Federal judge dismisses Kostenko’s CBS defamation lawsuit

By Kyla Asbury | Oct 19, 2017

BECKLEY – U.S. District Judge Irene C. Berger has dismissed a lawsuit filed by former doctor Michael Kostenko against CBS Evening News for defamation.

Berger dismissed the lawsuit from the U.S. District Court for the Southern District of West Virginia.

Berger wrote that the content on the CBS broadcasts was protected by fair report privilege, accurately reported on a matter of public concern and/or fairly reflected the statements and views expressed by Kostenko.

“Viewed independently of the defamation and First Amendment considerations, the intentional infliction of emotion distress claim would still fail,” Berger wrote. “The news pieces included Dr. Kostenko as an example of a doctor being investigated for improper prescription practices, and the April 2016 piece discussed patients who died of drug overdoses under his care.”

Berger wrote that substantially accurate reports on those matters do not constitute extreme and outrageous conduct under West Virginia law.

“In addition, many of the plaintiff’s arguments regarding his distress and damages cannot fairly be attributed to the defendants’ reporting,” she wrote. “The official cause of death for some patients was listed as drug overdose. He published videos of the group classes to which he lectured, before providing patients with oxycodone prescriptions, on YouTube. He described his prescribing practices to various administrative bodies in detail, before and after the news reports.”

The FBI’s application for a search warrant includes several pages of factual support for a probable cause finding, which was accepted by a magistrate judge, without once mentioning the CBS broadcasts, according to Berger’s memorandum.

“For the most part, those facts were not detailed in the broadcasts,” Berger wrote. “Likewise, the WVBOM’s statement of charges, findings of fact and decision revoking Dr. Kostenko’s medical license include extensive factual findings without reference to the CBS broadcasts. Thus, many of the incidents that distressed Dr. Kostenko bear little connection to the defendants’ actions. The court therefore finds that the defendants have demonstrated that there are no genuine disputes of material fact and they are entitled to summary judgment on the claim of intentional infliction of emotional distress.”

Berger granted the defendants’ motion for summary judgment and dismissed the suit.

Kostenko claimed the defendants aired a news piece about his medical practice without contacting him before airing it to gather information and facts, resulting in a lack of due care, according to a complaint filed May 20, 2016, in Raleigh Circuit Court and removed to federal court on June 13, 2016.

Kostenko claimed the news piece, which aired Jan. 6, was titled “West Virginia allows painkiller addicts to sue prescribing doctors” and the news piece aired a series of intentional misrepresentations about his medical practice, including describing his medical facility as a pain clinic and used him as an example of a “drug trafficker.”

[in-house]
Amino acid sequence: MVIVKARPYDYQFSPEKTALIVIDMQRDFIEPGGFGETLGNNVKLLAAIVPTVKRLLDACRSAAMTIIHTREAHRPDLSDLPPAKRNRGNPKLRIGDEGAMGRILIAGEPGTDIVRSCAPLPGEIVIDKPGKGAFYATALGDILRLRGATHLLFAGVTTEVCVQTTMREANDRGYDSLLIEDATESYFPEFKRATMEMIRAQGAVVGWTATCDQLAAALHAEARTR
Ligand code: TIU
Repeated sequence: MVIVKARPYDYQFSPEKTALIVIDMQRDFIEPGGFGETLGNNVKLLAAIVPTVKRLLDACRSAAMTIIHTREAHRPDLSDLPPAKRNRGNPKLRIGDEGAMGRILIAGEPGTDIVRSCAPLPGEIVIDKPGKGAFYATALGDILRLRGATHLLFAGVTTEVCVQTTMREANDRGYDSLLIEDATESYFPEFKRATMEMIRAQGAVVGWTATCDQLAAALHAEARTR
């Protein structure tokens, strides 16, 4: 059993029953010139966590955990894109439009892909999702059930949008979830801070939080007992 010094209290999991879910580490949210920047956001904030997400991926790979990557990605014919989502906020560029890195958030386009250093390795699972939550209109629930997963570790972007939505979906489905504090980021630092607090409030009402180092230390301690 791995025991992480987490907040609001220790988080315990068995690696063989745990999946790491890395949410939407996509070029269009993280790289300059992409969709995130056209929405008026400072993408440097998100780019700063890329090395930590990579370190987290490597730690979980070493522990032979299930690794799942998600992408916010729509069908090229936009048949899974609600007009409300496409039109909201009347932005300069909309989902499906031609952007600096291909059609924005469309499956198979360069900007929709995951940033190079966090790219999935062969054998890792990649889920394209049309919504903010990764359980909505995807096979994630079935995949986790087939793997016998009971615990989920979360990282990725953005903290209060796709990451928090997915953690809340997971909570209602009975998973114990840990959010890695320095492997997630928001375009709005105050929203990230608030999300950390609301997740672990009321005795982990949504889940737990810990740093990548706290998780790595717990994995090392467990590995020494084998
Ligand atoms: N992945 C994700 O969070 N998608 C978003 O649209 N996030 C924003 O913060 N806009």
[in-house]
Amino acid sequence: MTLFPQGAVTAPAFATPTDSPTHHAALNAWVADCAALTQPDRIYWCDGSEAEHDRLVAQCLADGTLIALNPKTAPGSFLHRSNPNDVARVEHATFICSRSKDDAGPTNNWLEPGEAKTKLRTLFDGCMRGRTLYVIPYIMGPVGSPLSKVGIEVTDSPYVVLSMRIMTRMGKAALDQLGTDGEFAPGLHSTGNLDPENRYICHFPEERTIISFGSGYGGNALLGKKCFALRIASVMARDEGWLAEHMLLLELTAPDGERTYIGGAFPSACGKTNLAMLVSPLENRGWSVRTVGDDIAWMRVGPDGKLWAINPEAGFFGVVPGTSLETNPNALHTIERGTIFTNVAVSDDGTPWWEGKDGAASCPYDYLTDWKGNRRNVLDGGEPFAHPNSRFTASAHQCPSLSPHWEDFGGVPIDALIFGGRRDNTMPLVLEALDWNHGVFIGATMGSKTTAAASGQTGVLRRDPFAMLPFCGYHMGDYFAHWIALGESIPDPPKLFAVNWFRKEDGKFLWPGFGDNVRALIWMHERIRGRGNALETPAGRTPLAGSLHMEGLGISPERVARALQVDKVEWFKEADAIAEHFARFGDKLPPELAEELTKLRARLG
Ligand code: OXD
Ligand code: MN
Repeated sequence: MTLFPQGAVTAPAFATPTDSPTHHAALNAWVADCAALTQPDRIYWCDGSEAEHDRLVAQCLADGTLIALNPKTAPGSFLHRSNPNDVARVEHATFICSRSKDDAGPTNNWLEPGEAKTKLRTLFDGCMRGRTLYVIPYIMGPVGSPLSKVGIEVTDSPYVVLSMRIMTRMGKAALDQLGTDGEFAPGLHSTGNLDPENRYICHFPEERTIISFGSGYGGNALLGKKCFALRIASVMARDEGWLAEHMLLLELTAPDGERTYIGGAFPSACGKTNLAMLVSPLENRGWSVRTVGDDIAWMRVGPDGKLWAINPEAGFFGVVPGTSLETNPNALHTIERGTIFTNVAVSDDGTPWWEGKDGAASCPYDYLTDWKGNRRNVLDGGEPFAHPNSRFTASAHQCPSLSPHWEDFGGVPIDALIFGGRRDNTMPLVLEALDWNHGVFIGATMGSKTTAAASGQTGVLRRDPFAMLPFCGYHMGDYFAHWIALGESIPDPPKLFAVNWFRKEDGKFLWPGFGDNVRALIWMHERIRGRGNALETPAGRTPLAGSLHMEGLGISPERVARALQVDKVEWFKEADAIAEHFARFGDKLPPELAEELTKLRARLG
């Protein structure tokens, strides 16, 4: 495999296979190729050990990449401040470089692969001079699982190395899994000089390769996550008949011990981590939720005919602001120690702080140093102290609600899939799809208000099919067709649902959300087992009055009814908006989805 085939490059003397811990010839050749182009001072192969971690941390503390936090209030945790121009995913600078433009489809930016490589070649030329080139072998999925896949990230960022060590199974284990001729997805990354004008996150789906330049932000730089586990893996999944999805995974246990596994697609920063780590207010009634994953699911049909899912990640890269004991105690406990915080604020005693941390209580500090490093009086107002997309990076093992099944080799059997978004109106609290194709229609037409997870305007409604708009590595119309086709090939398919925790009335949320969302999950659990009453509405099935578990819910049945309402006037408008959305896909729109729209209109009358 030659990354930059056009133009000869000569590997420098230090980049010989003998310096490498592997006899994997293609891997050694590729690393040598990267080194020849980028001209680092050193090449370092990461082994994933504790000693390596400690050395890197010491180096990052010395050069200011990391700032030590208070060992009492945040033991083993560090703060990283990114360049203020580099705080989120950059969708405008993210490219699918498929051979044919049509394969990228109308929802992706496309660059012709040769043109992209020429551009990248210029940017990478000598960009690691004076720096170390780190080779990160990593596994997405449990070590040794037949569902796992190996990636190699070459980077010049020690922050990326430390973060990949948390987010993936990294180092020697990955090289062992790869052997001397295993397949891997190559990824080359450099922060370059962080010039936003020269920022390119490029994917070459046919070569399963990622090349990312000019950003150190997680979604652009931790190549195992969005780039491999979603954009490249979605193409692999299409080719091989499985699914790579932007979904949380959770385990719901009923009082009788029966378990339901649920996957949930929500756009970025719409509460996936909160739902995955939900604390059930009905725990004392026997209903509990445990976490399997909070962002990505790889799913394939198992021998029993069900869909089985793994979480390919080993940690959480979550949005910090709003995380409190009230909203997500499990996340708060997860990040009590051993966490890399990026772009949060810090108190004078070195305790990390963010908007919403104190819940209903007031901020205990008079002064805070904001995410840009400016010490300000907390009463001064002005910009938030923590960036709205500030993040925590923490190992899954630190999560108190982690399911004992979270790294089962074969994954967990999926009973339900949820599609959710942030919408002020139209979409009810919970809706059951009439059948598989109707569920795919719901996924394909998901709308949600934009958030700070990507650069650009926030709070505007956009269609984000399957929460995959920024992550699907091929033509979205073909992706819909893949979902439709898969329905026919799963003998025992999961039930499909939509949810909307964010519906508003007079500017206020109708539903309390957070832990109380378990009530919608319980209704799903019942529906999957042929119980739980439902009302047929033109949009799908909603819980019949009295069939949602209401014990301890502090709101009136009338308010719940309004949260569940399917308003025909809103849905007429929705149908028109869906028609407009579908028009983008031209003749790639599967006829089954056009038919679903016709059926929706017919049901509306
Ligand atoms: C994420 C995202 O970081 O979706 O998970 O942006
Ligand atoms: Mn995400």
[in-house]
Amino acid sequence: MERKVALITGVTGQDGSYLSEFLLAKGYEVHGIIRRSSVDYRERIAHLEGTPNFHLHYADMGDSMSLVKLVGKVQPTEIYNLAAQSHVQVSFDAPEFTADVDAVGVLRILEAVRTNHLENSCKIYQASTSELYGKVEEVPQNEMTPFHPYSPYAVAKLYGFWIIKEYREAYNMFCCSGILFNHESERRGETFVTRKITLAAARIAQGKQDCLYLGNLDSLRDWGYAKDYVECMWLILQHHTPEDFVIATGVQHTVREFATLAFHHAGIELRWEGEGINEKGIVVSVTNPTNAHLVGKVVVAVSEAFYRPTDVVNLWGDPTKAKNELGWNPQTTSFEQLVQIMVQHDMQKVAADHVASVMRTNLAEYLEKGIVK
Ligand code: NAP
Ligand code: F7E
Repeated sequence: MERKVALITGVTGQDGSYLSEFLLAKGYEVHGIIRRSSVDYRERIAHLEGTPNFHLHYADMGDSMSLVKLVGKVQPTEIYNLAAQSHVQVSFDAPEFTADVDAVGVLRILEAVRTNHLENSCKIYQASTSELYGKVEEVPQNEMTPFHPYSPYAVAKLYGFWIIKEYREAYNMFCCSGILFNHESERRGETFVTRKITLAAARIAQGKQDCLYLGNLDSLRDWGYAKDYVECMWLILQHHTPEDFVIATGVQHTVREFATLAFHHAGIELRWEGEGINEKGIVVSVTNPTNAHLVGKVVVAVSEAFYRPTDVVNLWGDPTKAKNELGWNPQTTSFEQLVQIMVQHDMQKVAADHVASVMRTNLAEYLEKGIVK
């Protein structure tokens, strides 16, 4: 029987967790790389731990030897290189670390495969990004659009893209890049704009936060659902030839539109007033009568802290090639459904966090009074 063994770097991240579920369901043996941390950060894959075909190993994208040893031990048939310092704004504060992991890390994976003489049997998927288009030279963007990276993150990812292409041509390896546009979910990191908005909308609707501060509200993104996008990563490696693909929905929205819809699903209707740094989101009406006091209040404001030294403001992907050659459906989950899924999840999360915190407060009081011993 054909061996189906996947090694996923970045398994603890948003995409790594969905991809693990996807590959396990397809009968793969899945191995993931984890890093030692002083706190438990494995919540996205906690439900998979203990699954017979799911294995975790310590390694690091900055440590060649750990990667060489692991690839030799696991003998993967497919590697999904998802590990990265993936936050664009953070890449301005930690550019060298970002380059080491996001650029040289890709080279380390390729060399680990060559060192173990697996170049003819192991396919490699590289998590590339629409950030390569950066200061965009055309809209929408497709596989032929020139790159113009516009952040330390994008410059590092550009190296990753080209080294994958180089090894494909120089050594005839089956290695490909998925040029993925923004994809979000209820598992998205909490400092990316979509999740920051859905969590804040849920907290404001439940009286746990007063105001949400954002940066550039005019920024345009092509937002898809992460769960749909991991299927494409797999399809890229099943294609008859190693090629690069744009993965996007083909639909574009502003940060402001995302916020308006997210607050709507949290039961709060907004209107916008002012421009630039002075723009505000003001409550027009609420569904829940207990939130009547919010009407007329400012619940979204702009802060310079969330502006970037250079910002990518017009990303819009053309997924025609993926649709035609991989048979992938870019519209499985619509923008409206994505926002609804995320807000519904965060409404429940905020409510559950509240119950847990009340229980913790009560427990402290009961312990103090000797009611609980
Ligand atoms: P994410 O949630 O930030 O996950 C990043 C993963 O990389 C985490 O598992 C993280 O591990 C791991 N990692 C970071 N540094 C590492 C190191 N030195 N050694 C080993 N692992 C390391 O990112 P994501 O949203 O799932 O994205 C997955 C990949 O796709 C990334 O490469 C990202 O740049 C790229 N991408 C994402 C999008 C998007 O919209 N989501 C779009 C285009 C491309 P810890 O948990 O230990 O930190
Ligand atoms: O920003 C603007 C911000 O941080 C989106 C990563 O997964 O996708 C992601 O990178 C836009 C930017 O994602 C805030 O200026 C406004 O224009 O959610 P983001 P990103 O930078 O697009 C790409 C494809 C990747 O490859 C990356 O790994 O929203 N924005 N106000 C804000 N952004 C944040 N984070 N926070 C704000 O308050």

Kostenko claimed CBS never tried to contact him or the clinic and when his attorney contacted CBS about the defamatory news piece, they had the phone number of Kostenko’s son that lives in Colorado that they obtained after the news piece aired, but not before.

The defendants stated in their news piece that they drove up to Kostenko’s home for his comment and in the news piece, it did show a camera driving up to his home, with both of his vehicles in the driveway, yet they did not get out of their vehicles to talk to him and they did not use due care in trying to contact him for discussion, according to the suit.

Kostenko claimed on April 1, 2016, he agreed to an interview with Axelrod, an employee of the defendants, to discuss corruption that had lead to poverty, disease and crime in West Virginia and the epidemiology and drug abuse problem in West Virginia.

The plaintiff did not agree to talk about three patients that died in 2014 and was under the impression through communications with the defendants that the interview would be about poverty, disease and crime, as outlined in his Social Justice Amendment to West Virginia Public Health Law.

Kostenko claimed he was under the impression the defendants wanted to interview him about his whistle-blower lawsuit against state agencies for waste and wrongdoing that has lead to the drug abuse problem in West Virginia, however, the majority of the April news piece showed clips of Kostenko’s clinic and showed edited clips of patients receiving their prescriptions, which connoted Kostenko as being a drug trafficker.

Kostenko, 61, appeared in front of U.S. District Judge Irene Berger on Aug. 23 and was sentenced to 20 years in prison. In April, he pleaded guilty to one of the 22 criminal drug counts.

He faced one count of maintaining a drug-involved premises; 19 counts of distributing oxycodone not for legitimate medical purposes; and two counts of distribution not for medical purposes resulting in the death of two patients. He pleaded guilty to one count of distribution not for legitimate medical purposes.

U.S. District Court for the Southern District of West Virginia case number: 5:16-cv-05326

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